If you’re going to hire a third-party to carry out a product inspection on your behalf, it’s best to prepare a QC checklist ahead of time, preferably before placing an order. Just as product specifications and the vendor guide help to convey expectations to the manufacturer, a QC checklist serves as a reference for the factory staff during production. A checklist also lets your auditor know what to verify during inspection. Although the level of detail can vary depending on the buyer’s needs, most QC checklists should contain the following:
- An Acceptable Quality Limit (AQL) or sampling plan
- Packaging, assortment, and styling information
- Product materials, construction, and dimensions
- Any on-site testing required
- Required inspection equipment and the party responsible for providing it, e.g. Pantone colour swatch or battery voltage testing device
- A list of potential defects; and
- A list of acceptable quality issues
A comprehensive QC checklist lends to a more thorough inspection of your products and better reporting. Moreover, providing any product return data from previous orders goes a long way to giving your suppliers clear feedback on quality issues.
The production point at which to conduct an inspection is entirely up to you. Inspections at different stages of production yield different insights into your order quality and status. A product inspection carried out closer to order completion and shipping, for example, will tell you more about the condition of the finished product and what you can expect to receive. However, if an inspection is only conducted near the end, you may find defects too late to correct or mitigate.
Many buyers supplied by Chinese manufacturers insist on having their products tested in a professional lab, often relying on the help of a third-party. There are a host of different reasons why lab testing may be necessary for a particular product. A buyer of power banks for mobile electronics, for example, may choose to test their goods for electrical capacity. A car tire buyer might test their goods for performance and safety. And to return to the example of the laminate flooring chain, they would have done better to have their products routinely tested for material composition and toxicity.
Whatever the product, it can be difficult for buyers to be confident about the quality of parts and materials without performing some kind of testing in a qualified lab. A lab should hold accreditation from organisations such as HOKLAS or ACLASS. Routine – or even randomised – lab testing can help you to be sure your Chinese manufacturer is making a product that meets your standards one production run after another.
Process auditing is a key function of quality maintenance and improvement. Part of fostering a good, working relationship with your Chinese manufacturer means helping them to improve. By visiting the factory and taking a close look at their production processes, you may be able to identify ways to improve them. Improvement may come in the form of rectifying a recurring defect by creating a corrective action plan. It could also mean finding inefficiencies with a process that, if properly addressed, could save the manufacturer time and money. Keep in mind that you’re working with a Chinese manufacturer, and that means they may have some catching up to do to meet U.S. or other standards.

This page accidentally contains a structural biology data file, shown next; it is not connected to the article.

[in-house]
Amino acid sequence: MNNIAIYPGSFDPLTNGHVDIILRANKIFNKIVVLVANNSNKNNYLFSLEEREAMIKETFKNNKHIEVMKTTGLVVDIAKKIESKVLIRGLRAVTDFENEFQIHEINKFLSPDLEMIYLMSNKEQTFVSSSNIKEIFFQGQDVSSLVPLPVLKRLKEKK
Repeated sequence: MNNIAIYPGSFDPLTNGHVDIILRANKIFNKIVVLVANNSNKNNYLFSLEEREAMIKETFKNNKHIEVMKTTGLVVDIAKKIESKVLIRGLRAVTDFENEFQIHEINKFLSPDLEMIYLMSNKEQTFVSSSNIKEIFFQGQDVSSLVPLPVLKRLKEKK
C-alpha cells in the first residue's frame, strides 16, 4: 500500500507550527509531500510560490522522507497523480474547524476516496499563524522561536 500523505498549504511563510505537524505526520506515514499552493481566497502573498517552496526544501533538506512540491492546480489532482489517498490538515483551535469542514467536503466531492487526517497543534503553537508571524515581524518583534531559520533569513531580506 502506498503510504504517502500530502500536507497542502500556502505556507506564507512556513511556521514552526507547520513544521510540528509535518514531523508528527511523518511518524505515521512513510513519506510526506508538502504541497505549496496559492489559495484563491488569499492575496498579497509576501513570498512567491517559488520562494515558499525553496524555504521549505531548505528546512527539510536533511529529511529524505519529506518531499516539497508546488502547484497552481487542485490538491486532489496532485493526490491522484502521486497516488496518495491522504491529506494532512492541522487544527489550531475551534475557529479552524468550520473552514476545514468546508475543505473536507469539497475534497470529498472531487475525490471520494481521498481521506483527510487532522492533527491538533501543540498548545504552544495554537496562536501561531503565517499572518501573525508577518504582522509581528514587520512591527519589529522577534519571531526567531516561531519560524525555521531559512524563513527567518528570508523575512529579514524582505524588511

Social Compliance Auditing
Just as a Chinese manufacturer may be using outdated production processes, they may also be using outdated labor practices. Social compliance is an issue that came to the forefront of many retailers’ agendas with the infamous and fatal garment factory fire in Bangladesh in 2012. The resulting investigation uncovered poor safety measures within the factory and led to a public relations disaster for the brands involved.
A shift in consumer attitudes towards social compliance has placed the responsibility on the retailers to ensure that their suppliers are meeting ethical standards. Major brands like Target and Disney have their own standards that they communicate and manage with suppliers. So you’ll want to make sure that your Chinese manufacturer can meet any standards set by retailers to which you distribute. This means carrying out social compliance audits to ensure that your supplier is in acceptable condition, should your retailer decide to conduct a formal audit.
Helping your Chinese manufacturer improve social compliance could be as simple as asking them not to block fire extinguishers with finished goods in storage. Other examples of improvement could be installing a first aid kit near the production line or ensuring that workers are being provided with insurance. Social compliance may not be the first thing that comes to mind when managing quality of a Chinese manufacturer. However, it’s worth looking into, as neglecting it could have enormous negative impacts on a business. Furthermore, social compliance is an aspect of the retail environment that is only going to develop further and become even more necessary.
Many buyers continue to source goods from Chinese manufacturers to reap the benefits of low cost labor and materials. But monitoring and maintaining acceptable quality is among buyers’ chief concerns when choosing suppliers. Before placing an order, it’s important to audit your Chinese manufacturer to get a clear view of capabilities and to answer pertinent questions. It’s also vital to create a vendor guide with clear terms & conditions for your supplier to follow, in order to protect yourself as the buyer.
When you’ve chosen a supplier, test the product in a certified lab to make sure that it meets your standards. Develop a QC checklist and carry out inspection at the factory to be sure that mass production lives up to your expectations. Conduct process auditing to root out any inefficiencies or issues related to the production process. And finally, make sure that your Chinese manufacturer is adhering to your standards for social compliance by verifying factory conditions with an audit on-site.
Stick to these six ways to maintain quality Chinese manufacturers and steer clear of the troubles faced by the laminate flooring chain!
Author: John Niggl is a Client Manager of InTouch Manufacturing Services, which provides solutions to quality and overseas manufacturing issues through product inspection and related quality control services. John is also Editor of the QC-related blog, Quality Wars.